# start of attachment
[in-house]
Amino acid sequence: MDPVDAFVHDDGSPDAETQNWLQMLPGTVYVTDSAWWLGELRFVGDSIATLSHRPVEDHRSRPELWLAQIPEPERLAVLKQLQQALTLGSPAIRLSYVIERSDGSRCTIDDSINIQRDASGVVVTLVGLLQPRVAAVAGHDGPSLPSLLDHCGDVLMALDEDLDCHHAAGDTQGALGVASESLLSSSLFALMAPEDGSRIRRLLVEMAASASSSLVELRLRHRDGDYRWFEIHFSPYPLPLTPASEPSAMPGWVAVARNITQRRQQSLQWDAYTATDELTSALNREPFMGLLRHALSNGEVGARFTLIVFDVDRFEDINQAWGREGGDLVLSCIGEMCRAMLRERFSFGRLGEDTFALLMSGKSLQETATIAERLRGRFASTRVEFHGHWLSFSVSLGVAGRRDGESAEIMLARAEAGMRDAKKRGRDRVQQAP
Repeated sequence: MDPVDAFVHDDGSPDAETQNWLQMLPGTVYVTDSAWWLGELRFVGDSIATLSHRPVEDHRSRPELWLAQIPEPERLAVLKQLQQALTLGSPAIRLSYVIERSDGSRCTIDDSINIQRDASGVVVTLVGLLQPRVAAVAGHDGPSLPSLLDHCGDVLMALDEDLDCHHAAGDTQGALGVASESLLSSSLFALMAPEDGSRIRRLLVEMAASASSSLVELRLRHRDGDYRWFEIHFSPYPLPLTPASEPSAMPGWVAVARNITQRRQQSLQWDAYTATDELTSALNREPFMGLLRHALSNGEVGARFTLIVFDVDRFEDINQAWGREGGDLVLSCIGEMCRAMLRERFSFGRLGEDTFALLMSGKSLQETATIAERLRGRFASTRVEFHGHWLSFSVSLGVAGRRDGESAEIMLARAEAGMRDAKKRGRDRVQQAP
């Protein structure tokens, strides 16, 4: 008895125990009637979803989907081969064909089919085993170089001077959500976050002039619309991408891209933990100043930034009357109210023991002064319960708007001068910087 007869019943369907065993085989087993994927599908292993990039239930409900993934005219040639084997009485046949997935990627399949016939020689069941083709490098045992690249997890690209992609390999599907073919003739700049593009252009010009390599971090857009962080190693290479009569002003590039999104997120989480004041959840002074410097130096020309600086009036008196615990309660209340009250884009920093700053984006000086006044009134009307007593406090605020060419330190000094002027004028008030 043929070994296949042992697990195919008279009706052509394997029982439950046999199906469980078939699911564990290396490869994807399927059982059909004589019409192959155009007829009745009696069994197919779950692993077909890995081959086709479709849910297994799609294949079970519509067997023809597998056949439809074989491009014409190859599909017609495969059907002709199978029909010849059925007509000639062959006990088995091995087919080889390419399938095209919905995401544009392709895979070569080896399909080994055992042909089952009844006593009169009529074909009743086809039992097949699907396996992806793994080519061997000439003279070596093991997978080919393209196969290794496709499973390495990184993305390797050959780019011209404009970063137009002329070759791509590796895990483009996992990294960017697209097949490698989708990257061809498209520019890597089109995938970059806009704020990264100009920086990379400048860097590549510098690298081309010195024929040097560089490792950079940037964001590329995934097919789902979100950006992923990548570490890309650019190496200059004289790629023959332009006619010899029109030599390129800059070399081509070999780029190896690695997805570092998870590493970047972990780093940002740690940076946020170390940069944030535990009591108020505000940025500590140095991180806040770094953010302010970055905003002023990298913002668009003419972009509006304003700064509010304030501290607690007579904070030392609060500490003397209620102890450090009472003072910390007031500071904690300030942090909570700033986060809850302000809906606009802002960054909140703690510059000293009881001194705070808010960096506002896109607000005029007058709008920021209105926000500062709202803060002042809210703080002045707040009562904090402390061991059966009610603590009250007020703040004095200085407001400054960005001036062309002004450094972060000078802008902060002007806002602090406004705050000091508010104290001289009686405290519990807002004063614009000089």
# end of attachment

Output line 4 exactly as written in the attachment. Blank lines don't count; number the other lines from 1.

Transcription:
């Protein structure tokens, strides 16, 4: 008895125990009637979803989907081969064909089919085993170089001077959500976050002039619309991408891209933990100043930034009357109210023991002064319960708007001068910087 007869019943369907065993085989087993994927599908292993990039239930409900993934005219040639084997009485046949997935990627399949016939020689069941083709490098045992690249997890690209992609390999599907073919003739700049593009252009010009390599971090857009962080190693290479009569002003590039999104997120989480004041959840002074410097130096020309600086009036008196615990309660209340009250884009920093700053984006000086006044009134009307007593406090605020060419330190000094002027004028008030 043929070994296949042992697990195919008279009706052509394997029982439950046999199906469980078939699911564990290396490869994807399927059982059909004589019409192959155009007829009745009696069994197919779950692993077909890995081959086709479709849910297994799609294949079970519509067997023809597998056949439809074989491009014409190859599909017609495969059907002709199978029909010849059925007509000639062959006990088995091995087919080889390419399938095209919905995401544009392709895979070569080896399909080994055992042909089952009844006593009169009529074909009743086809039992097949699907396996992806793994080519061997000439003279070596093991997978080919393209196969290794496709499973390495990184993305390797050959780019011209404009970063137009002329070759791509590796895990483009996992990294960017697209097949490698989708990257061809498209520019890597089109995938970059806009704020990264100009920086990379400048860097590549510098690298081309010195024929040097560089490792950079940037964001590329995934097919789902979100950006992923990548570490890309650019190496200059004289790629023959332009006619010899029109030599390129800059070399081509070999780029190896690695997805570092998870590493970047972990780093940002740690940076946020170390940069944030535990009591108020505000940025500590140095991180806040770094953010302010970055905003002023990298913002668009003419972009509006304003700064509010304030501290607690007579904070030392609060500490003397209620102890450090009472003072910390007031500071904690300030942090909570700033986060809850302000809906606009802002960054909140703690510059000293009881001194705070808010960096506002896109607000005029007058709008920021209105926000500062709202803060002042809210703080002045707040009562904090402390061991059966009610603590009250007020703040004095200085407001400054960005001036062309002004450094972060000078802008902060002007806002602090406004705050000091508010104290001289009686405290519990807002004063614009000089």